Divorce is divorce – no matter the type of union
Civil union – In 2006, South Africa became the fifth country in the world and the first in Africa to legalise same-sex marriages. The Civil Union Act of 2006 determined that two people of the same or opposite sex who are older than 18, could marry or enter into a civil partnership.
Although some countries restrict same-sex unions to civil partnerships and forbid marriage, in South Africa couples can choose either option. Simply put, the Civil Union Act allowed people (irrespective of gender) to formalise their relationship and ensure that it had legal recognition even if they did not want to marry.
Unfortunately, only 27 countries around the world recognise same-sex marriages at this stage.
Landmark decision – equal rights for cival union same-sex marriages
In a landmark decision in 2005, in the case of the Minister of Home Affairs and Another v Fourie and Another (CCT 60/04), the Constitutional Court ruled that same-sex marriages should be entitled to the same rights, responsibilities and legal consequences as any other marriage or union entered into under the Marriage Act of 1961. Their decision was guided by Section 9 of the Constitution and the Promotion of Equality and Prevention of Unfair Discrimination Act of 2000 which states that you cannot discriminate against same-sex individuals and couples.
Customary marriages too gained full legal recognition, but Muslim (Nikah) and Hindu marriages sadly did not. The underlying message is that religious marriages are somehow inferior and less deserving of legal protection. This infringes people’s rights to dignity, freedom of religion and equality of spouses in religious marriages and children born from those marriages.
However, last year, the Women’s Legal Centre Trust applied to the Western Cape High Court asking it to compel government to recognise Muslim marriages and provide Muslim women and their children with legal protection in the event of divorce. On 31 August 2018 the Court ruled in favour of the applicants and ordered the State to introduce legislation to recognise Muslim marriages as valid, and to regulate the consequences of these unions within 24 months. (Women’s Legal Centre Trust v President of the Republic of South Africa and Others).
Common law marriages where two people (regardless of whether they are of the same or opposite sex) live together but are not married under the Civil Union Act are not regulated by law at all. This leaves the legal status of common law partners uncertain until such time as legislation is promulgated.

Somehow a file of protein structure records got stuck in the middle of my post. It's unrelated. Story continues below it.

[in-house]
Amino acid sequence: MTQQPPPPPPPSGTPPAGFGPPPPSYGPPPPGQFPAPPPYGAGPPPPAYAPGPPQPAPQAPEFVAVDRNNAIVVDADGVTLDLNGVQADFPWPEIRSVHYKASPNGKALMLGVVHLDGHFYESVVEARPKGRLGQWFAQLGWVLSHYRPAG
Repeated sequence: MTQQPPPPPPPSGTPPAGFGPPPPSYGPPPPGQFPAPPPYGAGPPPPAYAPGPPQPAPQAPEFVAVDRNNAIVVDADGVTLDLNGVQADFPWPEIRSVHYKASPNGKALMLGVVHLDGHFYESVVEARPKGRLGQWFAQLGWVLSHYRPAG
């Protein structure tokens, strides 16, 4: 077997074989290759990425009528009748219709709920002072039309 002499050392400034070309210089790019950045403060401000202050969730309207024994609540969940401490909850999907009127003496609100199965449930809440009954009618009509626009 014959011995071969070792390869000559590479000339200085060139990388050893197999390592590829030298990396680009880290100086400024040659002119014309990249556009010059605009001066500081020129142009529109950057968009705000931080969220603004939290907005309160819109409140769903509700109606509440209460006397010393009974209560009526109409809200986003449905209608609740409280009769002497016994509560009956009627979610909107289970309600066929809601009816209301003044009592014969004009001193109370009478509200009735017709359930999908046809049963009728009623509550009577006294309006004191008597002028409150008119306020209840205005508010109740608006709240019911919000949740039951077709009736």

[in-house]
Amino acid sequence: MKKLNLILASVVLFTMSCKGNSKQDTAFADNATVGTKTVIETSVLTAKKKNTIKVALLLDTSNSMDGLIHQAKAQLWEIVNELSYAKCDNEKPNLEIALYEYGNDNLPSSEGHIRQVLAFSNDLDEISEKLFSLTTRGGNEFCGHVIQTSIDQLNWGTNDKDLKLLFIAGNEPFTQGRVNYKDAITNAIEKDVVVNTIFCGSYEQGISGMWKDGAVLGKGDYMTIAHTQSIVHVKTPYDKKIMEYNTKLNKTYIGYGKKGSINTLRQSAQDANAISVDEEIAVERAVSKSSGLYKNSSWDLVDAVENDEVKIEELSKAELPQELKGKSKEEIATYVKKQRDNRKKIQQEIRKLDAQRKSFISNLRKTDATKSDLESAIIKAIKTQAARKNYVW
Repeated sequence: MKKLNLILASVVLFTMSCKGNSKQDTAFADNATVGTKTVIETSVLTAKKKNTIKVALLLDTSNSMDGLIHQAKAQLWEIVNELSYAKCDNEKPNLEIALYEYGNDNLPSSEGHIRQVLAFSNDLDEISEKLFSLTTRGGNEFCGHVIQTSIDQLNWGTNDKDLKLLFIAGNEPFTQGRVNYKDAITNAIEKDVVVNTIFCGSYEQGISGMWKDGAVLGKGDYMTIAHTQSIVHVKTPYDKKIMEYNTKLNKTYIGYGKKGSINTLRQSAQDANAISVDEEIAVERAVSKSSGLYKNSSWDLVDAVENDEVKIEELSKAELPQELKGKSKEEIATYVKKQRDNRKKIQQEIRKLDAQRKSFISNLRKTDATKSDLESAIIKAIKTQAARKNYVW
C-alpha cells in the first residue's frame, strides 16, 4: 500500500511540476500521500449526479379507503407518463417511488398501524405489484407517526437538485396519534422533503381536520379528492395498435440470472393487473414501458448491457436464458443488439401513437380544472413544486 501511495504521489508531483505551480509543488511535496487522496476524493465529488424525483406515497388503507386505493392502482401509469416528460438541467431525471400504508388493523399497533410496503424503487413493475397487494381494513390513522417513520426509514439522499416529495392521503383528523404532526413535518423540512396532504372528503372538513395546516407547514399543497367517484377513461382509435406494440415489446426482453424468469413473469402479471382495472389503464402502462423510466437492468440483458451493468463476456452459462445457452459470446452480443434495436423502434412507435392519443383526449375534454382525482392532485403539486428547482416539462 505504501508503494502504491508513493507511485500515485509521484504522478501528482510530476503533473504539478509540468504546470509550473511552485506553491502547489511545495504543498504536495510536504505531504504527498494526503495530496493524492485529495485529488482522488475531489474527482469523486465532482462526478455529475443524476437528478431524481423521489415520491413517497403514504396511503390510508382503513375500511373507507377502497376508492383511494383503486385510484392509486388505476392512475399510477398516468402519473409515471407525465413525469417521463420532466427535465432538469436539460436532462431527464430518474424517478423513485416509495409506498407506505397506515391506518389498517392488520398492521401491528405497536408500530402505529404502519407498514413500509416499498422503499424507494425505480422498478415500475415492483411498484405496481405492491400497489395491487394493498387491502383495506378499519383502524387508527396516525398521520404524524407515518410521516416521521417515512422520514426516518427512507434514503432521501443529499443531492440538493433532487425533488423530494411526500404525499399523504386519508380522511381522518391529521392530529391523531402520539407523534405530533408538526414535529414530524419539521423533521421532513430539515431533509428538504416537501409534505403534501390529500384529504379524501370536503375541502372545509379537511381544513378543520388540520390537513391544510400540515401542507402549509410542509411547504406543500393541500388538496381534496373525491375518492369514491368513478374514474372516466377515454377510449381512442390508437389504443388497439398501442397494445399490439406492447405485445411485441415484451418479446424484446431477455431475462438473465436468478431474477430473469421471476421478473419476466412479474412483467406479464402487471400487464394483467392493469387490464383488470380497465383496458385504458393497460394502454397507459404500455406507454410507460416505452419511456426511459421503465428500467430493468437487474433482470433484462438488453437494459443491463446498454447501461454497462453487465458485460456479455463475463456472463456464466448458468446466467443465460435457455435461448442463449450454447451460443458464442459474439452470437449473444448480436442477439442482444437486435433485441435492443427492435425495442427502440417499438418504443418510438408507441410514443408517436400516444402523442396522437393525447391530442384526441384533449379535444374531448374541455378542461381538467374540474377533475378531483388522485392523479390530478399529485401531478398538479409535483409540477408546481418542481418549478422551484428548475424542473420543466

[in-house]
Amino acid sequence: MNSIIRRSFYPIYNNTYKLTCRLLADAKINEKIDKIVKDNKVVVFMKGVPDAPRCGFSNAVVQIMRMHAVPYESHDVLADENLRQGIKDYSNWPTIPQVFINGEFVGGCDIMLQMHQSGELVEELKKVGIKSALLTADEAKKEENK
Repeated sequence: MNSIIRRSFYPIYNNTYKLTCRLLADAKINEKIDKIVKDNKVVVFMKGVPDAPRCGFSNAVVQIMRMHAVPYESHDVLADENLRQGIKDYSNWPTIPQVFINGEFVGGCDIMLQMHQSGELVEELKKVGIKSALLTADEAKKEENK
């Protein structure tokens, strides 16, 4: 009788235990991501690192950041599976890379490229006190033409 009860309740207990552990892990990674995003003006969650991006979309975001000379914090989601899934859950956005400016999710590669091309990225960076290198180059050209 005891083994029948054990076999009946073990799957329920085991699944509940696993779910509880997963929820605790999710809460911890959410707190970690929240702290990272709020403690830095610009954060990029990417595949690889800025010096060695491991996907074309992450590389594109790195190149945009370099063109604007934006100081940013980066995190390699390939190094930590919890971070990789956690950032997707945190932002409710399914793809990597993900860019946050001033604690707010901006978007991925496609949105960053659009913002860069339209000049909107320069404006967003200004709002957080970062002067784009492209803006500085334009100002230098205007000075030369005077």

Same rights, same responsibilities and same legal consequences
We’ve mentioned that same-sex marriages and civil unions are recognised as partnerships under the law and bear the same rights, responsibilities and legal consequences as marriages under the Marriage Act. The same goes for same-sex and civil union divorces. Same-sex couples seeking a divorce are subject to the same legal processes and have the same right to a share in the assets.
Although the divorce process in South Africa is relatively straightforward, the financial burden can be quite steep, as all marriages, civil partnerships or unions can only be dissolved by the Court.
Consider an antenuptial contract
Settlement will be determined by whether you are married in community of property, with or without accrual, or have an antenuptial contract (ANC). If you are in a civil union and do not draw up an antenuptial contract, your marriage is automatically regarded as being in community of property and the provisions of the Matrimonial Property Act 88 of 1984 will apply.
It’s generally a good idea to draw up an ANC that sets out how you will divide your assets if you ever get divorced. Granted this is not an easy or comfortable topic to discuss when you’re planning on living happily ever after, but it does make it easier if you ever need it. Read more about ANCs here. [link to previous blog]
There is no doubt that divorce is one of the most stressful events that we can experience. Whether it is a same-sex or opposite-sex marriage or civil union, the breakdown of a life partnership is hard and painful.
Civil union divorce – We can help
If you need legal advice about a civil union divorce, SD Law & Associates are divorce and family law experts. We can help you reach the best possible settlement in terms of property, family structure and emotional stability. Contact us or call 087 550 2740.